The Omnibus Directive is part of the New Deal for Consumers in the EU and aims to strengthen consumer protection, by amending the following four Directives:

    • The Unfair Commercial Practices Directive (2005/29/EC).
    • The Consumer Rights Directive (2011/83/EU).
    • The Price Indications Directive (98/6/EC).
    • The Unfair Contract Terms Directive (93/13/EEC).

    In this post, we will provide a brief overview of the key changes to the Unfair Commercial Practices Directive by the Omnibus Directive.

    Key changes to the Unfair Commercial Practices Directive

    The Unfair Commercial Practices Directive defines the unfair business-to-consumer commercial practices that are prohibited in the EU. It applies to any act or omission directly related to the promotion, sale or supply of a product by a trader to consumers and protects the economic interests of consumers before, during and after a commercial transaction has taken place.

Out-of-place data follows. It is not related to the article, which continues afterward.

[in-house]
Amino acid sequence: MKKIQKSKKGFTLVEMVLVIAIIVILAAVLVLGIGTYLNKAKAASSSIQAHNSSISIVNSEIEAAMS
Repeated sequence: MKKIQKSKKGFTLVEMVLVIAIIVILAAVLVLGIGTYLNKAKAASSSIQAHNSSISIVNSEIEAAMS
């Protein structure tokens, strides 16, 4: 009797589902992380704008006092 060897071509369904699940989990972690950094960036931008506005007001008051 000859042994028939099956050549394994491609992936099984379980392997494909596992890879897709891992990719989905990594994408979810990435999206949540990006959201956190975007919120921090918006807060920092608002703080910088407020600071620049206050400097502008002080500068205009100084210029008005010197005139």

In line with the evolution of technology, the definition of "product" has been amended to include "digital services" (e.g. video and audio sharing services and other file hosting, word processing or games offered in the cloud, cloud storage, webmail, social media and cloud applications, etc.) and "digital content" (e.g. web-streaming of video clips). Similarly, the definition of online marketplaces now includes "software" and "apps" and is not limited to websites only. 

    Misleading information 

    The new provisions seek to enhance transparency in relation to information that may affect a consumer's decision-making process. The types of key information set out below must now be disclosed, particularly by online marketplaces: